Trauma Inherited and Magda Szubanski’s ‘Reckoning’

3 Jul

I’ve greatly enjoyed reading Magda Szubanski’s memoir Reckoning. It’s a rigorously honest and (of course) funny account of growing up in outer suburban Melbourne, discovering her talent for comedy and acting, finding her own identity and sexuality—but all of this played out in the rich and complex relationships with her Polish father and Scottish-Irish mother. Her father’s drivenness is a major theme, pushing his children to achievements in academic and sporting fields, but all along there is the sense that much of this is to avoid something. Magda searches to understand her father’s deeply held secrets, relating to his activities as a teenager in the Polish resistance during Hitler’s takeover of their homeland. He survived the war, but lived with immense trauma, deeply buried and yet (she finds) evident in so many ways. (So many families have known these dynamics.)

Magda herself travels to Poland to find her roots. She first does this before ‘the wall’ came down and the opening up of the Soviet bloc countries to liberation and democracy. Later visits, with her parents, reveal much more, as also visits to Ireland. (One wonderful section discusses the place of deeply repressed anger in that culture, and she quips that, after all, it is called ire-land).

The theme of repression is right through and it is this I want to note in this brief comment. At one crucial point, Magda comes to see that her own life has been the playing out of trauma, trauma in her parents’ lives and (in the case of her mother) their parents’ lives and communities. She comes to see that trauma can be inherited and become part of our social and psychological DNA. There is a lot of really interesting work in contemporary neuro-psychology to support this idea. Patterns of anger response, for instance, can be laid down in our brains, sometimes very early in life, so that they are virtually beyond our conscious control. They ‘just happen’. But there is also good reason to believe that these can be revised, and new patterns developed.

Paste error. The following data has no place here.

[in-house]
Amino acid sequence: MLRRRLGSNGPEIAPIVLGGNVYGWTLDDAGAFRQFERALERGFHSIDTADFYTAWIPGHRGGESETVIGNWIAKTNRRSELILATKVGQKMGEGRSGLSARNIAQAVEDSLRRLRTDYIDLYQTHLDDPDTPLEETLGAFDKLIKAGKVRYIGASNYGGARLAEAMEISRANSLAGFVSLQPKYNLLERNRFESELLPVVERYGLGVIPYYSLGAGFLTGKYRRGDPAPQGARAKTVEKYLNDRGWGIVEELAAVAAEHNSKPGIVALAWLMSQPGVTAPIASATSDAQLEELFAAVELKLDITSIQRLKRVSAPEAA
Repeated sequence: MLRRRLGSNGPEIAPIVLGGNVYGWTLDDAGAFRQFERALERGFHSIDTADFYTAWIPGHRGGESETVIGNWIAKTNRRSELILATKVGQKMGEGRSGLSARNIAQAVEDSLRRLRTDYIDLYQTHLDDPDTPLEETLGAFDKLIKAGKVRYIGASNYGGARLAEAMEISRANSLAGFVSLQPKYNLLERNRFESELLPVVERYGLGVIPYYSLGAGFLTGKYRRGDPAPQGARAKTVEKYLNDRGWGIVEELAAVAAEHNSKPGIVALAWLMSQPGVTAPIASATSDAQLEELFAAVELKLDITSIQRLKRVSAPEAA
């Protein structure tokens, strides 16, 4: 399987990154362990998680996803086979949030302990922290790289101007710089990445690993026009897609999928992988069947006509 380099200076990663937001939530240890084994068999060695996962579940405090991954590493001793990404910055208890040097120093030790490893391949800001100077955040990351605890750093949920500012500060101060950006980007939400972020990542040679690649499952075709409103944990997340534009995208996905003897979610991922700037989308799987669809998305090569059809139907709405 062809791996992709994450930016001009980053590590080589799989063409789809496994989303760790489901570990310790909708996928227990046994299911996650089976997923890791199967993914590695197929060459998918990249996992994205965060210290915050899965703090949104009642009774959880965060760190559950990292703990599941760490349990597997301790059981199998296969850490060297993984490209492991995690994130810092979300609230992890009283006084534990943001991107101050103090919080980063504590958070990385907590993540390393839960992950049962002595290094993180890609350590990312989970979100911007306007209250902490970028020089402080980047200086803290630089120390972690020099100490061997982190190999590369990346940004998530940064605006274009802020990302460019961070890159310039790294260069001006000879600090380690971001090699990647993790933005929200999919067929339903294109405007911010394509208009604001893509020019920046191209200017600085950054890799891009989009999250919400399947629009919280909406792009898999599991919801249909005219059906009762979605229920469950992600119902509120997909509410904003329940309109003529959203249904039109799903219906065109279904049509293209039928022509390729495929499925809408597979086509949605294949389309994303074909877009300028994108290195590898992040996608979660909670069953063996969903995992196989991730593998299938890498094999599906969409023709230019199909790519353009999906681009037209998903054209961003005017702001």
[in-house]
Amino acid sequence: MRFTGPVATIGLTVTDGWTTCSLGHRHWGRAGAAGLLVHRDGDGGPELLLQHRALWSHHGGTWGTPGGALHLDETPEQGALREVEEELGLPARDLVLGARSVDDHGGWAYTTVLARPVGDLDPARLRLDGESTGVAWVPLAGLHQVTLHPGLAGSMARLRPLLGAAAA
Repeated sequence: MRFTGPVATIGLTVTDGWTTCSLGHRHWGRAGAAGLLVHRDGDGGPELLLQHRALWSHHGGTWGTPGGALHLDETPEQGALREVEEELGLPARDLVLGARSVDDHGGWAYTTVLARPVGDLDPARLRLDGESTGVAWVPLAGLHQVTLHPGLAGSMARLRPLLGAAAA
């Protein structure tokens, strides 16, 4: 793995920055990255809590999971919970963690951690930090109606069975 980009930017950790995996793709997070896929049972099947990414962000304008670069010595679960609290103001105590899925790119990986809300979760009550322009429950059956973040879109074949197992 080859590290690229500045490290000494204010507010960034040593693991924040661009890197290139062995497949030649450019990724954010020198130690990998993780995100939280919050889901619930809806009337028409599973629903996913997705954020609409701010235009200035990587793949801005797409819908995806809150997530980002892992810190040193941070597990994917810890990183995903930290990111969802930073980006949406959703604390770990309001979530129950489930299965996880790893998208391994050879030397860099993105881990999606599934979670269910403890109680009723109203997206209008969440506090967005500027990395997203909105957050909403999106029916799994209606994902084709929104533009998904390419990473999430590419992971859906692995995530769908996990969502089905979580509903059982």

All this is of immense importance for us, in considering the situation of communities who have been subjected to long and grinding oppression. The indigenous nations of Australia (and other parts of the world too) are subject to such inherited trauma. So too, communities who have known war and oppression for decades. I think of many students I have known from Burma, some of whom have lived for 30 or more years in refugee camps. And then think of the Palestinian-Jewish conflicts, of decades, even centuries. Again, the asylum seekers we have dumped in prison camps, detention centres and other places, who have endured so much trauma already in fleeing their homelands: they too and their children will face these realities. ‘Face’ them, or somehow live with them even when they are not able to be brought to consciousness.

There are, too, many individuals whose own stories of oppression come to mind here. Not least of these are those treated so horrendously by the church, either in sexual abuse or terrible rejection because of their sexuality.

Magda Szubanski has done us a great favour in publishing this memoir. It is well written and amusing, but also so clearly focussed on the quest to understand the issues more broadly and to offer something other than her own self-development and discovery. At the end, she reflects on what she realizes her father was trying to teach her all along, but could never say. Essentially it’s about having courage, the courage to be oneself. That is no easy thing. It involves negotiating and working through all that we have inherited, most of which is unspoken and often unrecognized. Yet it leads to freedom and joy. That’s quite a good thing to be reckoned with.

Magda Szubanski, Reckoning: A Memoir, (Text Publishing, 2015)

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